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Body mass index and risk of dementia: Analysis of individual-level data from 1.3 million individuals
Department of Epidemiology and Public Health, University College London, London, United Kingdom / Clinicum, Department of Public Health, Faculty of Medicine, University of Helsinki, Helsinki, Finland / Finnish Institute of Occupational Health, Helsinki and Turku, Finland.
Clinicum, Department of Public Health, Faculty of Medicine, University of Helsinki, Helsinki, Finland.
Department of Epidemiology and Public Health, University College London, London, United Kingdom / Centre for Cognitive Ageing and Cognitive Epidemiology, Alzheimer Scotland Dementia Research Centre, University of Edinburgh, Edinburgh, United Kingdom.
School of Social and Community Medicine, University of Bristol, Bristol, United Kingdom.
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2018 (English)In: Alzheimer's & Dementia, ISSN 1552-5260, E-ISSN 1552-5279, Vol. 14, no 5, p. 601-609Article in journal (Refereed) Published
Abstract [en]

Introduction: Higher midlife body mass index (BMI) is suggested to increase the risk of dementia, but weight loss during the preclinical dementia phase may mask such effects. Methods: We examined this hypothesis in 1,349,857 dementia-free participants from 39 cohort studies. BMI was assessed at baseline. Dementia was ascertained at follow-up using linkage to electronic health records (N = 6894). We assumed BMI is little affected by preclinical dementia when assessed decades before dementia onset and much affected when assessed nearer diagnosis. Results: Hazard ratios per 5-kg/m(2) increase in BMI for dementia were 0.71 (95% confidence interval = 0.66-0.77), 0.94 (0.89-0.99), and 1.16 (1.05-1.27) when BMI was assessed 10 years, 10-20 years, and >20 years before dementia diagnosis. Conclusions: The association between BMI and dementia is likely to be attributable to two different processes: a harmful effect of higher BMI, which is observable in long follow-up, and a reverse-causation effect that makes a higher BMI to appear protective when the follow-up is short. (C) 2017 The Authors. Published by Elsevier Inc. on behalf of the Alzheimer's Association.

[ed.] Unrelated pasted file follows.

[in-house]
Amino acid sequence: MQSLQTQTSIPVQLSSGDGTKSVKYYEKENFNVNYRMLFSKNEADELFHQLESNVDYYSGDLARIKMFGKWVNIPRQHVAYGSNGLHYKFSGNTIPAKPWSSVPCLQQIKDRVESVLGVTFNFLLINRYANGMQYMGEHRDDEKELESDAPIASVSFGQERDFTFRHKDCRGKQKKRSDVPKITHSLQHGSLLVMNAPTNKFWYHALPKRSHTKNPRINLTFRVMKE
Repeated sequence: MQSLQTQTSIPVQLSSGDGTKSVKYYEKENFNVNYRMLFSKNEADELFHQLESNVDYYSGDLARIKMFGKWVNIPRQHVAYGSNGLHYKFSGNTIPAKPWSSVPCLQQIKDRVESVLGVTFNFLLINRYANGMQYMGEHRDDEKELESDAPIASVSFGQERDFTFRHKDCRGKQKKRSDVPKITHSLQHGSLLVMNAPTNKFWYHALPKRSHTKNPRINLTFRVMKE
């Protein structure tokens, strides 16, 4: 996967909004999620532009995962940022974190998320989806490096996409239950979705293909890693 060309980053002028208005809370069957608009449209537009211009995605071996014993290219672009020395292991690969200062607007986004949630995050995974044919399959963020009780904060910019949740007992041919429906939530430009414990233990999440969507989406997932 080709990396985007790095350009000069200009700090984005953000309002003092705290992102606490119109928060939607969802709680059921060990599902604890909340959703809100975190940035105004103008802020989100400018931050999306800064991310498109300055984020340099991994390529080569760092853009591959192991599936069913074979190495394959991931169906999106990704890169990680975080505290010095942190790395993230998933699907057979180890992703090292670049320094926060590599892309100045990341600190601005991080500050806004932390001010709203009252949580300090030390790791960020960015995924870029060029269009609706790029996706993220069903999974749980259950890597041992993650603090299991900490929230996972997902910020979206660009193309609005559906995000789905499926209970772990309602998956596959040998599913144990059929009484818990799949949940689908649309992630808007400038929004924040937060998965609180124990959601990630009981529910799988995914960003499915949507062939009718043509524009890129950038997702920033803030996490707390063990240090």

Place, publisher, year, edition, pages
Elsevier, 2018. Vol. 14, no 5, p. 601-609
Keywords [en]
Body mass index, Dementia, Cohort study, Bias, Obesity
National Category
Public Health, Global Health, Social Medicine and Epidemiology
Research subject
Individual and Society VIDSOC
Identifiers
URN: urn:nbn:se:his:diva-15589DOI: 10.1016/j.jalz.2017.09.016ISI: 000432438800003PubMedID: 29169013Scopus ID: 2-s2.0-85036621583OAI: oai:DiVA.org:his-15589DiVA, id: diva2:1218632
Available from: 2018-06-14 Created: 2018-06-14 Last updated: 2018-06-15

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Suominen, Sakari

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